Nobody with OCD really wants to talk about it…
I’m Kate Brett. I receive treatment for obsessive compulsive disorder (OCD) at the Center for the Treatment and Study of Anxiety at the University of Pennsylvania, and I remain involved as an advocate.
My story starts in February 2018. My father was diagnosed with ALS, Lou Gehrig's disease. It took a while for it to get diagnosed, and as a family we've been dealing with that for a little over a year when everything turned upside down.
It was the first week of March and it was the last memory I have where I remember being happy. That Wednesday my 42-year-old healthy, exercising, beautiful brother passed away of a stroke.
My brother passed away on March 10th. And as we were planning his funeral, things were closing. When we started planning his funeral, we were having a 400 person Mass. By the time we actually had his funeral on March 17th, the world was closed.
My father slowly but surely continued to deteriorate, and by July he had also passed. So I lost my brother and my father within four months of one another. I almost didn't notice Covid because I was so very deep in my own grief and my own depression. Grief entered my body and it took up permanent residence.
I had suffered OCD pretty significantly in my mid 20s. Having been treated at Penn Center for the Treatment and Study of Anxiety gave me the tools to maintain the upper hand in a way that was truly life changing.
My OCD manifestations, my fears, are that I’m going to somehow be responsible for harming others, animals, other people. When the messaging from the government became “If you go to Thanksgiving and see your grandmother, you could kill her,” my OCD woke up with a vengeance, and so I had to really try and figure out how to manage my grief, my depression, and now my OCD.
It became a really difficult and confusing time. I had to revisit all the tools I had learned. From there it became about how do I focus on my healing? And how do I focus on what serves me?
I talked to a lot of people who have OCD in our monthly support group, and I try to be a peer support. I try to reach out to people. Living with uncertainty is kind of our superpower, because what once you go through the treatment, that's what it is. The treatment for OCD is leaning into doubt, leaning into uncertainty, and bearing it. Identifying the worse-case scenario and walking yourself through it. Those of us who had been through the treatment, who thought to apply our OCD tools to this new world of “We have no idea what's going to happen,” we learned to apply the tools to those uncertainties as well.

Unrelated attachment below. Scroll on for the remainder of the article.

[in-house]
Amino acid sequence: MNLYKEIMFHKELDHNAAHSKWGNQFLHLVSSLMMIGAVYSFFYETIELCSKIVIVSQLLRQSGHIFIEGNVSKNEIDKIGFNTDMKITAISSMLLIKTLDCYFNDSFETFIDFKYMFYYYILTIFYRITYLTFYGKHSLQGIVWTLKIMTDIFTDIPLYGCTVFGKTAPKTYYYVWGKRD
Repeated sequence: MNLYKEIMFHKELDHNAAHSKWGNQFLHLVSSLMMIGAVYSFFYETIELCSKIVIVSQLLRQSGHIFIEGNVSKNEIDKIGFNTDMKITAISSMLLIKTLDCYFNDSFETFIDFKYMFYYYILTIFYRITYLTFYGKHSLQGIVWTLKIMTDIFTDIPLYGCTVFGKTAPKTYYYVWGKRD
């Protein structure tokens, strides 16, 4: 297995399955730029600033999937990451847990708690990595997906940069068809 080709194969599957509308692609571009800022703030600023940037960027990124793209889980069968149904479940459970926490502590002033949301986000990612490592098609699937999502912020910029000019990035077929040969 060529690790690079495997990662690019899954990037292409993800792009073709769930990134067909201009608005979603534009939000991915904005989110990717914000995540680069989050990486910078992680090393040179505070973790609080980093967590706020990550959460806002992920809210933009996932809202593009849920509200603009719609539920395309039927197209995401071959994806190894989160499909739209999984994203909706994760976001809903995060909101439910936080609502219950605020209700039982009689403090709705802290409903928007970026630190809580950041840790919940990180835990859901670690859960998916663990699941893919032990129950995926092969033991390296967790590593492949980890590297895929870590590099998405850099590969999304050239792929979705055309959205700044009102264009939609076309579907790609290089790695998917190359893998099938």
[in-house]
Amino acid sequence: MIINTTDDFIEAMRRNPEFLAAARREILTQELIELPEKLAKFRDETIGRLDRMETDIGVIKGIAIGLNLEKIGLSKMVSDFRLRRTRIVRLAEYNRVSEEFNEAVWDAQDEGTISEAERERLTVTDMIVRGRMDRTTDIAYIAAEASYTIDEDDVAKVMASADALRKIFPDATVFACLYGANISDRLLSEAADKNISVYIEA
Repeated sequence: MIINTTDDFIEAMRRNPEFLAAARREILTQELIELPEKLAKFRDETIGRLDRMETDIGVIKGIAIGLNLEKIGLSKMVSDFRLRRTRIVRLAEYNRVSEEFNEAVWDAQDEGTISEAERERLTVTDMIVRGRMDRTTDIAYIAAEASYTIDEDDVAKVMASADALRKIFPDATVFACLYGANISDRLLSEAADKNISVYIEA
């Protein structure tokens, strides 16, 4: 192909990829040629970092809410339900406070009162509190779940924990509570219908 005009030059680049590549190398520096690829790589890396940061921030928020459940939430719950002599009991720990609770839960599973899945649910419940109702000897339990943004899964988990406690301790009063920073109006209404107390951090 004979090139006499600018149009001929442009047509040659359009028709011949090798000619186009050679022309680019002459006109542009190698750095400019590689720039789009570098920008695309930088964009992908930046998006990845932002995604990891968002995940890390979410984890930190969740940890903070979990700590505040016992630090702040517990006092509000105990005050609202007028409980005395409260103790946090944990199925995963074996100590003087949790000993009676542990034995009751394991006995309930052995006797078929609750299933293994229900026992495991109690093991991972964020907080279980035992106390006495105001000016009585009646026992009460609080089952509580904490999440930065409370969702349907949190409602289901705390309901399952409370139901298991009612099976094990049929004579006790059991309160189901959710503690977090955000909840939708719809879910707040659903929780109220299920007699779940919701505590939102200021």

I think that those of us who suffer from mental illnesses or anxiety disorders, we perceive ourselves as broken, as somehow weaker. A lot of the things that are manifestations of my mental illness, the things that make me susceptible to it, empathy, a strong imagination, a really deep ability to put myself into another situation mentally, those things helped me survive a period I never thought I would have to experience.
I started by focusing only on the next breath. And then it became, “Okay I survived that, now maybe I can survive an hour.” Feelings would come and they wouldn't kill me.
I was in my healing cocoon and Thea was one of many people who reached out and said, “How are you doing? How can I be a resource to you?" And I said, “I just wish there was something I could do that would that would allow me to use my story to help people.” A couple weeks later, we got some fancy microphones and started a podcast.
Nobody with OCD really wants to talk about their OCD because it stigmatized. If me talking about it opens the door for one person to say, “I think I might have that," and they can get the treatment they need, then my four years spent having OCD and being paralyzed by it before I knew what I had, will have been worth it.
And I think showing up for people has been something that has been a big benefit to me. I've seen a lot of hearts open to me because I've been vulnerable out in the open, and I think that that's really the superpower.
The Penn Medicine Listening Lab is a storytelling initiative that embraces the power of listening as a form of care. While the stories featured here aspire to uplift and empower, they may also describe experiences of trauma and suffering. We recognize that listening can be a vulnerable experience and offer resources at Penn Medicine and beyond through our website for those in need of support.
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